Domestic Church: Finding Stability in Change


by Katie Sciba

I sat across the table from a dear friend. Most of our chats were cheerful and fun, but this one was laden with stress. “We’ve packed up so many times,” she told me. “I don’t know how I can make the kids leave another place they love.” After crossing paths briefly at our small college in Kansas, my friend and I were reunited in Shreveport when the Air Force brought her husband to Barksdale. She was just days away from another move, and certain that many more lay ahead in her husband’s career. “The kids start over all the time. New schools. New friends. It’s fun, but it’s so hard to watch their hearts break over and over.”

It was the fall of last year when my family uprooted as well. A sudden move back to my hometown of Omaha brought change for not only our marriage and kids, but also for my mom and stepdad who graciously shared their home with a young family of seven plus a dog. Our new living arrangement was unconventional, but my husband and I were blown away by how happy and well-adjusted our kids were. Our whole environment was unfamiliar to them, but we held on to what we knew could stay the same. Andrew and I prayed with them and went to Mass with them. We spent time as a family and kept these things up as we moved yet again into our own house. Their world stayed the same in spite of shifting sands.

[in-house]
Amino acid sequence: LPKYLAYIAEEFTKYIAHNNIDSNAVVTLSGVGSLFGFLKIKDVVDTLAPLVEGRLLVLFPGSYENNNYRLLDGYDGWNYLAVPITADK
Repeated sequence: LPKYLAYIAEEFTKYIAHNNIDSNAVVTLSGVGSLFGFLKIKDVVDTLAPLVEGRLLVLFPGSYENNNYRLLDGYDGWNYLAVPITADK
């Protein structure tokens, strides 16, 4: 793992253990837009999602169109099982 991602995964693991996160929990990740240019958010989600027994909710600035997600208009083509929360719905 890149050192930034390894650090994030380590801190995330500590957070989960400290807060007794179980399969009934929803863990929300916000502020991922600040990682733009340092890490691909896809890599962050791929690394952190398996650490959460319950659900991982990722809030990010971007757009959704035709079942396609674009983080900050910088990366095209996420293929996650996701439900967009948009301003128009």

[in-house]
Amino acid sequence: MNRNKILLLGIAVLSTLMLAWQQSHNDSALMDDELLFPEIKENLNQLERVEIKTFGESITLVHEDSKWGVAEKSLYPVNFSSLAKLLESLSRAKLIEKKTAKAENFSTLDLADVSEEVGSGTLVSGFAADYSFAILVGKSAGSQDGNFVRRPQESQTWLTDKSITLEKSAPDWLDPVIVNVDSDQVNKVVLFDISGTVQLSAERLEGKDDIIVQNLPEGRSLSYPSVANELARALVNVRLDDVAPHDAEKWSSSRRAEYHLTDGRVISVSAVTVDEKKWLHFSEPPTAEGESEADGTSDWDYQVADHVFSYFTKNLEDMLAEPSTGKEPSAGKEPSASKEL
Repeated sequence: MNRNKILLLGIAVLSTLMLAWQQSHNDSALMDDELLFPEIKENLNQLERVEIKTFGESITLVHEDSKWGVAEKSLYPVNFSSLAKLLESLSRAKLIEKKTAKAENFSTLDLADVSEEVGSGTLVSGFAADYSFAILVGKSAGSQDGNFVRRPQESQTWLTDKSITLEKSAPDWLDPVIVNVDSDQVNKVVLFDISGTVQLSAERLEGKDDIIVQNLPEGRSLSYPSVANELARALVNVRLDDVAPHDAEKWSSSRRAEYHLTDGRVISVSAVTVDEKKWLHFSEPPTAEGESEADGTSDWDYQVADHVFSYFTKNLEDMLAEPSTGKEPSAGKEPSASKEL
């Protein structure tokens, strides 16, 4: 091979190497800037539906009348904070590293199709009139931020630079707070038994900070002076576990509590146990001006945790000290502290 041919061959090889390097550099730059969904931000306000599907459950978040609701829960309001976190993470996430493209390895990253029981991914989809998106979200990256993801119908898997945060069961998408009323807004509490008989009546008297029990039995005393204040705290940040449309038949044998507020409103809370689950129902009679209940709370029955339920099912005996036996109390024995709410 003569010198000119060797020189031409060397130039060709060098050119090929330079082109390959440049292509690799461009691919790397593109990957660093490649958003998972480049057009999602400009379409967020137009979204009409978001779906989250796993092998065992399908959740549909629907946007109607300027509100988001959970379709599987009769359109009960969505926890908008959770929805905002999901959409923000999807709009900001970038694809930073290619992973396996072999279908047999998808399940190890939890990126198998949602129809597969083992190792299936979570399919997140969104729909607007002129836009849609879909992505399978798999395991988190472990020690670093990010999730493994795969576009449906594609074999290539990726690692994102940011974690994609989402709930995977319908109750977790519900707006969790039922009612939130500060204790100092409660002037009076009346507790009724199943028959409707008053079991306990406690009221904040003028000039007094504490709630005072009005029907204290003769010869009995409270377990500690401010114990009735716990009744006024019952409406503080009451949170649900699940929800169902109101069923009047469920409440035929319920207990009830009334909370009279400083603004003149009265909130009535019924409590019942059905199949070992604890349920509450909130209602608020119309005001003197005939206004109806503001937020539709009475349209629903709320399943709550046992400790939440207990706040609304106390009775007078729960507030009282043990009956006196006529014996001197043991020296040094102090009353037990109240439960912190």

We learned in a real way that what anchors us is faith, and practicing it with our family held us fast in a whirlwind of transitions.

Changes in life are inevitable. Regardless if the Lord beckons us to new places every few years or if we’re born and die in the same town, there’s little we can count on to remain safely predictable. And though there’s a thrill to newness and adventure, it can take a toll on our hearts when we have to let go of what is familiar.

But our Catholic faith remains. In change, hurt or transition we can cling tightly to Jesus knowing he’s not going anywhere. He’s there speaking in Sacred Scripture, extending grace in the sacraments and the prayers of every Mass in the world. He comes into us as the summit of faith itself, the Holy Eucharist. And what soothes the soul is understanding concretely that we are made not for this ever-altered world, but for heaven; and so it’s the things of heaven we should invest in. As the primary educators of our children by our words and examples, we have to bring them along, not shielding them from external changes, but showing them what is sure and staid in life. Take your kids along to Confession. If they’re moving on to college, help them find the Catholic church on campus or in town. Read books from modern Catholics. Soak in the wisdom of the saints.

St. Augustine wrote, “You have made us for yourself, O Lord. And our hearts are restless until they rest in you.” Throwing our souls into the certainty of faith will be the strongest consolation we’ll ever need.  •

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